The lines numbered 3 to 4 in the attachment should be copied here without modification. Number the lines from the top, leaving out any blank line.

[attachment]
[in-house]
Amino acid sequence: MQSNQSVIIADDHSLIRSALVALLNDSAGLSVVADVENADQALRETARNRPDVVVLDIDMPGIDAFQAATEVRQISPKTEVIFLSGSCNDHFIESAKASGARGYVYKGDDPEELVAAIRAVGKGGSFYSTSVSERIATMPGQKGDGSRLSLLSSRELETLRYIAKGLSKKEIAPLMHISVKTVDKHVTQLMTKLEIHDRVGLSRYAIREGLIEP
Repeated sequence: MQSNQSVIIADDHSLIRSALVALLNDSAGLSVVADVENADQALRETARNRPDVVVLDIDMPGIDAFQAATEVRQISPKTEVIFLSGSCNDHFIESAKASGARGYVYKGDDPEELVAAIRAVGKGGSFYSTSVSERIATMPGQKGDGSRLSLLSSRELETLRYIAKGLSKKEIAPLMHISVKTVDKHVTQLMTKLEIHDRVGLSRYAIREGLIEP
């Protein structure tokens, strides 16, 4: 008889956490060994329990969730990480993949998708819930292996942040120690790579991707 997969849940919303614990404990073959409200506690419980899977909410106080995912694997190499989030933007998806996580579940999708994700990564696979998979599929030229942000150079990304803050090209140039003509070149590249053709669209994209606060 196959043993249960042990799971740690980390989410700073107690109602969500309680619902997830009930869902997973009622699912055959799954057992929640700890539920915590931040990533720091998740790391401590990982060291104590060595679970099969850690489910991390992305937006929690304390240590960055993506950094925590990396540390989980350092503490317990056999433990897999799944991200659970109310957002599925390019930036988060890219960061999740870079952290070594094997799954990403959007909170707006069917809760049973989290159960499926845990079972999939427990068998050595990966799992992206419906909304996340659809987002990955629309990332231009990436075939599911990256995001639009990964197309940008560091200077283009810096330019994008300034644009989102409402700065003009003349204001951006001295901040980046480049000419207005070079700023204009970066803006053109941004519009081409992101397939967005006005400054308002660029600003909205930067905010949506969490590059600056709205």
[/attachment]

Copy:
Repeated sequence: MQSNQSVIIADDHSLIRSALVALLNDSAGLSVVADVENADQALRETARNRPDVVVLDIDMPGIDAFQAATEVRQISPKTEVIFLSGSCNDHFIESAKASGARGYVYKGDDPEELVAAIRAVGKGGSFYSTSVSERIATMPGQKGDGSRLSLLSSRELETLRYIAKGLSKKEIAPLMHISVKTVDKHVTQLMTKLEIHDRVGLSRYAIREGLIEP
């Protein structure tokens, strides 16, 4: 008889956490060994329990969730990480993949998708819930292996942040120690790579991707 997969849940919303614990404990073959409200506690419980899977909410106080995912694997190499989030933007998806996580579940999708994700990564696979998979599929030229942000150079990304803050090209140039003509070149590249053709669209994209606060 196959043993249960042990799971740690980390989410700073107690109602969500309680619902997830009930869902997973009622699912055959799954057992929640700890539920915590931040990533720091998740790391401590990982060291104590060595679970099969850690489910991390992305937006929690304390240590960055993506950094925590990396540390989980350092503490317990056999433990897999799944991200659970109310957002599925390019930036988060890219960061999740870079952290070594094997799954990403959007909170707006069917809760049973989290159960499926845990079972999939427990068998050595990966799992992206419906909304996340659809987002990955629309990332231009990436075939599911990256995001639009990964197309940008560091200077283009810096330019994008300034644009989102409402700065003009003349204001951006001295901040980046480049000419207005070079700023204009970066803006053109941004519009081409992101397939967005006005400054308002660029600003909205930067905010949506969490590059600056709205």